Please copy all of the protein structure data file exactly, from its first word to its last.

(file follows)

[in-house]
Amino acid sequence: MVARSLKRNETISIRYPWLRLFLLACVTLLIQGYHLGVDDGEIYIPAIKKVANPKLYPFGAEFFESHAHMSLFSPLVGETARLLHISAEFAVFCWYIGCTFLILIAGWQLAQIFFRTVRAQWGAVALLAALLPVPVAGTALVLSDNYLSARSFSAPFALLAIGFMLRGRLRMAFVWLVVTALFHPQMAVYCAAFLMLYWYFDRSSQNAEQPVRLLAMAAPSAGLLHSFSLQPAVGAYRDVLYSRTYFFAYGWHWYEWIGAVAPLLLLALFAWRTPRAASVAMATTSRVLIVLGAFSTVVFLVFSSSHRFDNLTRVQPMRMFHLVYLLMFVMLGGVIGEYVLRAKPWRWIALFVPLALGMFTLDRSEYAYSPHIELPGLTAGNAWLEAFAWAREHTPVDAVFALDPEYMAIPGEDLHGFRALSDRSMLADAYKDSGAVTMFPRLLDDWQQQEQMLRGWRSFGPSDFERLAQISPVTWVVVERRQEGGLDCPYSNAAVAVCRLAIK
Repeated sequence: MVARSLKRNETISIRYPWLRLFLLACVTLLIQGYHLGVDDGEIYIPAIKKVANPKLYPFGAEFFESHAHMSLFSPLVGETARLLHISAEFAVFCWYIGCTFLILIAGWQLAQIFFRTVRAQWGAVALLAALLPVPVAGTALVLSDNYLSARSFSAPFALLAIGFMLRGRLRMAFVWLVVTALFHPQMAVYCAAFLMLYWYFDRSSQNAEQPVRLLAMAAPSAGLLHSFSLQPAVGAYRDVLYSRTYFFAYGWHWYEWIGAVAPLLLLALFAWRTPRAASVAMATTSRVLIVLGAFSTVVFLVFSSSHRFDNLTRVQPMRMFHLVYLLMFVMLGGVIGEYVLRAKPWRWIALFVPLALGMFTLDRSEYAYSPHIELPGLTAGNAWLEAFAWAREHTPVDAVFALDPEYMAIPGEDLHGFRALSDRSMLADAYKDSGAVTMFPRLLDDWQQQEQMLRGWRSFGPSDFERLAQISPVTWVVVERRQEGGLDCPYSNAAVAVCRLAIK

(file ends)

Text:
[in-house]
Amino acid sequence: MVARSLKRNETISIRYPWLRLFLLACVTLLIQGYHLGVDDGEIYIPAIKKVANPKLYPFGAEFFESHAHMSLFSPLVGETARLLHISAEFAVFCWYIGCTFLILIAGWQLAQIFFRTVRAQWGAVALLAALLPVPVAGTALVLSDNYLSARSFSAPFALLAIGFMLRGRLRMAFVWLVVTALFHPQMAVYCAAFLMLYWYFDRSSQNAEQPVRLLAMAAPSAGLLHSFSLQPAVGAYRDVLYSRTYFFAYGWHWYEWIGAVAPLLLLALFAWRTPRAASVAMATTSRVLIVLGAFSTVVFLVFSSSHRFDNLTRVQPMRMFHLVYLLMFVMLGGVIGEYVLRAKPWRWIALFVPLALGMFTLDRSEYAYSPHIELPGLTAGNAWLEAFAWAREHTPVDAVFALDPEYMAIPGEDLHGFRALSDRSMLADAYKDSGAVTMFPRLLDDWQQQEQMLRGWRSFGPSDFERLAQISPVTWVVVERRQEGGLDCPYSNAAVAVCRLAIK
Repeated sequence: MVARSLKRNETISIRYPWLRLFLLACVTLLIQGYHLGVDDGEIYIPAIKKVANPKLYPFGAEFFESHAHMSLFSPLVGETARLLHISAEFAVFCWYIGCTFLILIAGWQLAQIFFRTVRAQWGAVALLAALLPVPVAGTALVLSDNYLSARSFSAPFALLAIGFMLRGRLRMAFVWLVVTALFHPQMAVYCAAFLMLYWYFDRSSQNAEQPVRLLAMAAPSAGLLHSFSLQPAVGAYRDVLYSRTYFFAYGWHWYEWIGAVAPLLLLALFAWRTPRAASVAMATTSRVLIVLGAFSTVVFLVFSSSHRFDNLTRVQPMRMFHLVYLLMFVMLGGVIGEYVLRAKPWRWIALFVPLALGMFTLDRSEYAYSPHIELPGLTAGNAWLEAFAWAREHTPVDAVFALDPEYMAIPGEDLHGFRALSDRSMLADAYKDSGAVTMFPRLLDDWQQQEQMLRGWRSFGPSDFERLAQISPVTWVVVERRQEGGLDCPYSNAAVAVCRLAIK